The Sea Turtle Conservancy's most recent project is working to protect and restore the once globally significant hawksbill sea turtle nesting population at Chiriquí Beach, Panama. The program consists of intensive monitoring of hawksbill and leatherback sea turtle nesting activity, protection of nesting females and their nests, and public education in the region and will build upon an ongoing research project carried out since 1989 by Drs. Anne and Peter Meylan.
Chiriquí Beach was once described by Dr. Archie Carr as the most important nesting beach in the Caribbean for the “critically endangered” hawksbill turtle (Eretmochelys imbricata). However, by the 1980s and 1990s, sporadic aerial and ground surveys suggested that nesting had declined as much as 98%. Although today’s nesting population is only a fraction of what it once was, there is increased optimism that depleted hawksbill populations can respond positively to long-term protection. This optimism is based on increased hawksbill nesting activity in recent years on well-protected beaches in Mexico, Barbados and Puerto Rico. In Panama, increased hawksbill nesting has been observed at Zapatilla Cays in the last few years, very likely due to the enhanced protection that hawksbills have received since the cays became a part of a new national marine park in 1988. Results from STC’s sustained protection programs at other sea turtle nesting beaches give us confidence that depleted sea turtle populations can be restored through long-term, coordinated protection of nesting beaches and foraging grounds.
Chiriquí Beach also remains one of the most important sites for leatherback (Dermochelys coriacea) nesting in the Atlantic, with as many as 7,170 to 14,005 leatherback nests deposited yearly between the Nicaragua/Costa Rica border and Central Panama.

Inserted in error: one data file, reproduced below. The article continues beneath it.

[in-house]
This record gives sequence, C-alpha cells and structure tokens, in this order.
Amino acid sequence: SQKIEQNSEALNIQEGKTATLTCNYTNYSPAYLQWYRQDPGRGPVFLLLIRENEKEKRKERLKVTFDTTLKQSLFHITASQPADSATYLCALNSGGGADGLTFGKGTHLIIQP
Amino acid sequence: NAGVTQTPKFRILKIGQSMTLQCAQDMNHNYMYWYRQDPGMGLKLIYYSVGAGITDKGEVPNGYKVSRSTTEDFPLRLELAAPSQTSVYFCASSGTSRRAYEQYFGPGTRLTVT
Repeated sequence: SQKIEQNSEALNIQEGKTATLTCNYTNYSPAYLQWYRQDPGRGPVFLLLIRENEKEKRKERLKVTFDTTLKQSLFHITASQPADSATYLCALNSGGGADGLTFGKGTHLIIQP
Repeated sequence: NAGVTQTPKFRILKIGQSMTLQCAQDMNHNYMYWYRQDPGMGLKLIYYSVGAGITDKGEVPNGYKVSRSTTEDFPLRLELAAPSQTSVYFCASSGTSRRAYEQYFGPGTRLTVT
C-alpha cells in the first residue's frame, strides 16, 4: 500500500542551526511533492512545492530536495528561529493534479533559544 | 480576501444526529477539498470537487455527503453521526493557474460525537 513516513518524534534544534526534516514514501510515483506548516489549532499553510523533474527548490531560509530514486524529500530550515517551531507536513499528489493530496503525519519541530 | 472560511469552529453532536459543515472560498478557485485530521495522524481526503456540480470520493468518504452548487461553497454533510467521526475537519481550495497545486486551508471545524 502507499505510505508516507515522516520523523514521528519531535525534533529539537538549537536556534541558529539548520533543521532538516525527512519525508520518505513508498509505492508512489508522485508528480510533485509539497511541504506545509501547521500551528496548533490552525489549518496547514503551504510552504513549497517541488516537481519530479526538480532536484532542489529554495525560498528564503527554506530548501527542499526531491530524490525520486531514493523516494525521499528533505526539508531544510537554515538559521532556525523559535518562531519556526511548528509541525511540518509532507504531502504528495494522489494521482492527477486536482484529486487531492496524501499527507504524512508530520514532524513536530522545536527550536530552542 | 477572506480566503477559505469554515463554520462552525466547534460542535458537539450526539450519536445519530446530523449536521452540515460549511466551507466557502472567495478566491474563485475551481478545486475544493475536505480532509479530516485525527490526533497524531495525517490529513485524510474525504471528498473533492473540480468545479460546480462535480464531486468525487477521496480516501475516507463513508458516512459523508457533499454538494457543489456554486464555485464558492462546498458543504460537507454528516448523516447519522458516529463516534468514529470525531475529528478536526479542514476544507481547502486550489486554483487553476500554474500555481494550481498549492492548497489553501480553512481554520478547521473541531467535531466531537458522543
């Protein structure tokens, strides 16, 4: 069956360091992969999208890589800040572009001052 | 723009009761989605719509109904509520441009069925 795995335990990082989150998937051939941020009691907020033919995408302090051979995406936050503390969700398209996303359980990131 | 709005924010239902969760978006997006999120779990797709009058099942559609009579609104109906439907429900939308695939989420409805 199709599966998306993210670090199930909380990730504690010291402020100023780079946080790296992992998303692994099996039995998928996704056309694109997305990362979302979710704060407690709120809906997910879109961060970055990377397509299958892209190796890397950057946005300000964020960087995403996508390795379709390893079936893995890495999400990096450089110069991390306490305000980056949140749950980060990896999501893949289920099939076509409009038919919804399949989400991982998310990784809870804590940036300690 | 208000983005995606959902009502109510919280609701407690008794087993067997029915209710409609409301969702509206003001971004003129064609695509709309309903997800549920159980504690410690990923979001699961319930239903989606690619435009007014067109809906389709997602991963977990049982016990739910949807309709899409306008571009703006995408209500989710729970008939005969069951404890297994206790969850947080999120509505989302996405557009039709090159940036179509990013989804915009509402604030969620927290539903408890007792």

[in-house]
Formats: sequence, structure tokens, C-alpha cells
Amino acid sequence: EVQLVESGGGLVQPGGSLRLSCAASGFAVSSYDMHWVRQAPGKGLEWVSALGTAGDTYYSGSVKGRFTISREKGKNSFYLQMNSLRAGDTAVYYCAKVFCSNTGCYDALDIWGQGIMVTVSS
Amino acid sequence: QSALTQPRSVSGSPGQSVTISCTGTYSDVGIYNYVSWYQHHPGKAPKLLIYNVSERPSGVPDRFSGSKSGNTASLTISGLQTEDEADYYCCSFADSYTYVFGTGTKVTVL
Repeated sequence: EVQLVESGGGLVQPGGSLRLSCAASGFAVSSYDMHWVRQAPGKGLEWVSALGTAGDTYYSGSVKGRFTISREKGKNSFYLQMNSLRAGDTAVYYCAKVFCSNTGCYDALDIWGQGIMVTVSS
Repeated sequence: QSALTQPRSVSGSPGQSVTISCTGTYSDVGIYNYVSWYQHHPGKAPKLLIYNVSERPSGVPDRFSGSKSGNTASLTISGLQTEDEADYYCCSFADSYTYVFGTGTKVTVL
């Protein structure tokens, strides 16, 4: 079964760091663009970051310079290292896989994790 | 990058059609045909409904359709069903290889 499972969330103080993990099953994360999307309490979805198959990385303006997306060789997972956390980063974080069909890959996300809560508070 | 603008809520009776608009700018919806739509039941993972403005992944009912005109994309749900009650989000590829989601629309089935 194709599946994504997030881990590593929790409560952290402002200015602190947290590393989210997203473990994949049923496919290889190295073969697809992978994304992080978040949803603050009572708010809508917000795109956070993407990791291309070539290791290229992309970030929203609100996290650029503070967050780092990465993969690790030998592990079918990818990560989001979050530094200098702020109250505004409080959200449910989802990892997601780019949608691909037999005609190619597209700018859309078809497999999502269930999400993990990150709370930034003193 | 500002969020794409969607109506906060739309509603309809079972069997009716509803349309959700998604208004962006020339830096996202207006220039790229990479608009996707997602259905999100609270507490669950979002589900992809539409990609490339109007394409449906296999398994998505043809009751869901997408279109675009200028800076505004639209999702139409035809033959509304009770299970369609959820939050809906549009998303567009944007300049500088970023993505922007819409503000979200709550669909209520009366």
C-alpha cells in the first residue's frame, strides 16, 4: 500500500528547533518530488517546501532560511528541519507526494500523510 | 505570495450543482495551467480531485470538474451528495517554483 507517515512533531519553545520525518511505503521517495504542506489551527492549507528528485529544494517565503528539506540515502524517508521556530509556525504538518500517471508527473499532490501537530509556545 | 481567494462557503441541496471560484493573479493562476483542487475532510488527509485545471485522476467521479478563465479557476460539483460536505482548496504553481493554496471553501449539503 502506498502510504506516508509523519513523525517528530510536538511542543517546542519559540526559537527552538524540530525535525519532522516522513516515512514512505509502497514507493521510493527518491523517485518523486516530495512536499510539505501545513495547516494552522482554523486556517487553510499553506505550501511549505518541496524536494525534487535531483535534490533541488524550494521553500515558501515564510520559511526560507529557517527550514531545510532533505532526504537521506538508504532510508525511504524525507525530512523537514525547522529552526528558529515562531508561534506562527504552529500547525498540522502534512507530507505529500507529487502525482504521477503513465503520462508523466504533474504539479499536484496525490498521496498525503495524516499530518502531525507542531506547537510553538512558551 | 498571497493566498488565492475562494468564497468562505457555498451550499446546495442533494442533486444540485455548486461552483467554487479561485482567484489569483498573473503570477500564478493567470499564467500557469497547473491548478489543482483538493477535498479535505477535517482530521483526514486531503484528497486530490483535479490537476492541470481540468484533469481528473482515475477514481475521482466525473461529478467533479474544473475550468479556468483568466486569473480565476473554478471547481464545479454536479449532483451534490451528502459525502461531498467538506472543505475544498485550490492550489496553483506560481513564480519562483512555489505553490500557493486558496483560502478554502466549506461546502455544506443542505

The project will involve local students and indigenous Ngöbe leaders in order to build a connection between the community and the project.
This program should help protect and recover the hawksbill and leatherback populations of Chiriquí Beach and adjacent nesting sites. STC’s work in Panama will build upon an ongoing research project carried out since 1989 by Drs. Anne and Peter Meylan (Learn more about the Ecology and Migrations of Marine Turtles in Bocas del Toro Province, Panama Project conducted by Drs. Anne and Peter Meylan). This new project will mimic the success achieved by STC in its long-term green turtle recovery program at Tortuguero.
Project Partner Organizations
Many organizations and individuals have assisted with funding and implementation of the project, including: National Environmental Authority of Panama (ANAM), central offices Panama City, regional offices in Changinola, Bocas del Toro and the Ngöbe Buglé Comarca. General and Ño Kribo Regional Congress of the Ngöbe Buglé Comarca. National Police of Panama (PNP), Association for the Protection of the Ngöbe-Buglé Natural Resources (APRORENANB), Río Caña, Association for the Conservation of the Ngöbe-Buglé Natural Resources (ACORENANB), Río Chiriquí, Florida Fish & Wildlife Conservation Commission's Florida Wildlife Research Institute (FWCC-FWRI), Sea Turtle Conservancy (STC), Eckerd College (EC), Smithsonian Tropical Research Institute (STRI), International Fund for Animal Welfare (IFAW), National Fish and Wildlife Foundation (NFWF), US Fish & Wildlife Service (FWS), US National Marine Fisheries Service (NMFS), and the Wildlife Conservation Society (WCS).